Skip to main content
Library homepage
Engineering LibreTexts

2.4: Program to Prompt and Read an Integer from a User

  • Page ID
  • \( \newcommand{\vecs}[1]{\overset { \scriptstyle \rightharpoonup} {\mathbf{#1}} } \) \( \newcommand{\vecd}[1]{\overset{-\!-\!\rightharpoonup}{\vphantom{a}\smash {#1}}} \)\(\newcommand{\id}{\mathrm{id}}\) \( \newcommand{\Span}{\mathrm{span}}\) \( \newcommand{\kernel}{\mathrm{null}\,}\) \( \newcommand{\range}{\mathrm{range}\,}\) \( \newcommand{\RealPart}{\mathrm{Re}}\) \( \newcommand{\ImaginaryPart}{\mathrm{Im}}\) \( \newcommand{\Argument}{\mathrm{Arg}}\) \( \newcommand{\norm}[1]{\| #1 \|}\) \( \newcommand{\inner}[2]{\langle #1, #2 \rangle}\) \( \newcommand{\Span}{\mathrm{span}}\) \(\newcommand{\id}{\mathrm{id}}\) \( \newcommand{\Span}{\mathrm{span}}\) \( \newcommand{\kernel}{\mathrm{null}\,}\) \( \newcommand{\range}{\mathrm{range}\,}\) \( \newcommand{\RealPart}{\mathrm{Re}}\) \( \newcommand{\ImaginaryPart}{\mathrm{Im}}\) \( \newcommand{\Argument}{\mathrm{Arg}}\) \( \newcommand{\norm}[1]{\| #1 \|}\) \( \newcommand{\inner}[2]{\langle #1, #2 \rangle}\) \( \newcommand{\Span}{\mathrm{span}}\)\(\newcommand{\AA}{\unicode[.8,0]{x212B}}\)

    The next program that will be studied prompts a user to input a number, then reads that number into a register and prints it back to the user.

    Program 2-2: Program to read an integer from the user
    # Program File: Program2-2.asm
    # Author: Charles Kann
    # Program to read an integer number from a user, and # print that number back to the console.
        # Prompt for the integer to enter
        li $v0, 4
        la $a0, prompt
        # Read the integer and save it in $s0
        li $v0, 5
        move $s0, $v0
        # Output the text
        li $v0, 4
        la $a0, output
        # Output the number
        li $v0, 1
        move $a0, $s0
        # Exit the program
        li $v0, 10
    prompt: .asciiz "Please enter an integer: " 
    output: .asciiz "\nYou typed the number "

    2.4.1 Program 2-2 Commentary

    The following commentary covers new information which is of interest in reading Program 2-2.

    • In this program, blocks of code are commented, not each individual statement. This is a better way to comment a program. Each block should be commented as to what it does, and if it is not obvious, how the code works. There should not be a need to comment each line, as a programmer should generally be able to understand the individual instructions.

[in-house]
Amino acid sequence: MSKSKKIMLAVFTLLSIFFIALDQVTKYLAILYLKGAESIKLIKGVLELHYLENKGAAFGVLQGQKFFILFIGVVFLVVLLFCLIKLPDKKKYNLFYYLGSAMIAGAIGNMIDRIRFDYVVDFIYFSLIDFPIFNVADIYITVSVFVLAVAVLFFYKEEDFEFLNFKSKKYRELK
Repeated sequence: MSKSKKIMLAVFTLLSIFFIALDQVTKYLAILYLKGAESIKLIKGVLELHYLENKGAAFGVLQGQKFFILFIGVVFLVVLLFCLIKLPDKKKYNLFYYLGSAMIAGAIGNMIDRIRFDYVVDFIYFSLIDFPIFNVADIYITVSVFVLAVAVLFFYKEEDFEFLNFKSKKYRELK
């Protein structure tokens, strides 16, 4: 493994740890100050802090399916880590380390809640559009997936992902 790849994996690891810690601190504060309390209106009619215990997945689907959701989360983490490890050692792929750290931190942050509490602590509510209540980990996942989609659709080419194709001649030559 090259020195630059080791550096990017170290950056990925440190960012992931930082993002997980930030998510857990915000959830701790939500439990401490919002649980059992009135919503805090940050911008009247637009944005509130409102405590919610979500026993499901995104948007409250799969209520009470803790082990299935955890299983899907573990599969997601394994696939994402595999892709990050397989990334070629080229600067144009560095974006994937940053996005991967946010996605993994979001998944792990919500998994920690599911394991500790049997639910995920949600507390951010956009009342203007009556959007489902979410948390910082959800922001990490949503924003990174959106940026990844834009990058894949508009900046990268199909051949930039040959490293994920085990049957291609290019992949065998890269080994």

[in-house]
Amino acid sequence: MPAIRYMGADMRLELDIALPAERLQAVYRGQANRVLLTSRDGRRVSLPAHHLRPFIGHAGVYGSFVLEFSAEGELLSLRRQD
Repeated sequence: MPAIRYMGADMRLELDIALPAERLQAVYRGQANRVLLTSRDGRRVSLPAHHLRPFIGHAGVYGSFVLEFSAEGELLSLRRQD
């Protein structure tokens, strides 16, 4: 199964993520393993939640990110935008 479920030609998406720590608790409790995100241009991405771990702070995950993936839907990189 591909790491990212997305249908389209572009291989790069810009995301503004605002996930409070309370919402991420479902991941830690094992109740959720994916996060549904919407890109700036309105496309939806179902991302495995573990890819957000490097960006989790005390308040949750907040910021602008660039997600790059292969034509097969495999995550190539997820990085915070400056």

• A new operator was introduced in this program, the move operator. The move operator moves the text from one register to another. In this case, the result of the syscall read integer service 5 is moved from register $v0 to a save register $s0.
    • Two new syscall services have been introduced. The first is service 5. Service 5 synchronously waits for the user to enter an integer on the console, and when the integer is typed returns the integer in the return register$v0. This service checks to see that the value entered is an integer value, and raises an exception if it is not.
    • The second new syscall service is service 1. Service 1 prints out the integer value in register $a0. Note that with service 4 that string that is at the address in $a0 (or referenced by $a0) is printed. With the service 1 the value in register $a0 is printed. This difference between a reference and a value is extremely important in all programming languages, and is often a difficult subject to understand even in a HLL.
    • In this program, an escape character "\n" is used in the string named output. This escape character is called the new line character, causes the output from the program to start on the next line. Note that the actually sequence of characters written to the output can vary based on the operation system and environment the program is run on, but the escape character will create the correct output sequence to move to the start of a new line.

    This page titled 2.4: Program to Prompt and Read an Integer from a User is shared under a CC BY 4.0 license and was authored, remixed, and/or curated by Charles W. Kann III.

    • Was this article helpful?